Monday, December 24, 2012

Sweet Sixteen and In the Driver's Seat

Have you ever wanted to help the environment but not know how, or needed approval and support rather than “go it alone?”  Sixteen months ago District staff discovered many such people around Lake Phalen.  Interests in the restored shoreline, water quality, litter control and invasive plants were frequently expressed as well as interest in outdoor recreation.  While some were already taking action on their own, support and coordination needs were frequently expressed.

In search of support and coordination opportunities, District staff held a get-acquainted picnic in August 2011, followed by brainstorming meetings that Fall, resulting in a 2012 Action Plan.   

Throughout 2012 many of the Action Plan activities were accomplished and new activities added (Girl Scout Service Projects, wood duck house maintenance, helping educate people at an event in the upper reaches of the Chain of Lakes) with the help of the District education program staff.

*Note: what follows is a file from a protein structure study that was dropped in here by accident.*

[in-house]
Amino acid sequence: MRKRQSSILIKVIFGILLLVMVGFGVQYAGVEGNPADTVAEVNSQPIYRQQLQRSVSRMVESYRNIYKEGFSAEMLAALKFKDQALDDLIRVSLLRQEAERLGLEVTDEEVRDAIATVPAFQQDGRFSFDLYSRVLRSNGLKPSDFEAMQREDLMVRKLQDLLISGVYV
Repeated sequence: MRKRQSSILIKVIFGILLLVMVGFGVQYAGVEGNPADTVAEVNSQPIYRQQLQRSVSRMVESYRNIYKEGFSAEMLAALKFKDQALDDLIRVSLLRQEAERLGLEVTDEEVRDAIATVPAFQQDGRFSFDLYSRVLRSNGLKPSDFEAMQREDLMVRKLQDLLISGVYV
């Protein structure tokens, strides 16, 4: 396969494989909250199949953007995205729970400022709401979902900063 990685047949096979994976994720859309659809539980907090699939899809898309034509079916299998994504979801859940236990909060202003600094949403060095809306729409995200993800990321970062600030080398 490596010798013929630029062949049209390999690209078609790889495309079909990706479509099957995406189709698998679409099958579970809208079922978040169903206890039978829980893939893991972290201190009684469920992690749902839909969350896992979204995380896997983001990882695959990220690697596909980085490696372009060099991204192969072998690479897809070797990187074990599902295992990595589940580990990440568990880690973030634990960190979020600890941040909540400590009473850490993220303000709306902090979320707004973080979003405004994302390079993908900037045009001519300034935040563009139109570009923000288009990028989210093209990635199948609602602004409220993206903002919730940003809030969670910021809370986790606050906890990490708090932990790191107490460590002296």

Sixteen months later, the Stewards of the Phalen Chain of Lakes  (SPCOL) are taking over the driver’s seat, and moving forward with a growing foundation of local government staff on common goals, including enhancing the existing Water Trail though the Chain of Lakes as far upstream as Markham Pond and Casey Lake. 

Looking back we can see the evolution of leadership that made it possible for local leaders to discuss among themselves their Chain of Lakes Water Trail vision.

Foung leads a wildflower tour for Hmong elders at Lake Phalen
  • Foung Hawj brings a strong interest in watershed education and stewardship to the Senate floor as a newly-elected Senator.  For many years he introduced his friends to recreation on and around Lake Phalen by recruiting them for the Clean Water Dragon Boat Zaj Dej Huv Paddlers at the annual Dragon Festival.  He also drew people to similar interests through the Asian Outdoor Heritage group that he started, his Environmental and Outdoor Enthusiasts Facebook Group, and his bike and canoe trips along the Chain of Lakes. He also assisted with educating local residents about the restored shoreland plants at Lake Phalen. 
Rep. Tim Mahoney speaks at the
Phalen Park Stone Arch Bridge
Dedication at WaterFest 2012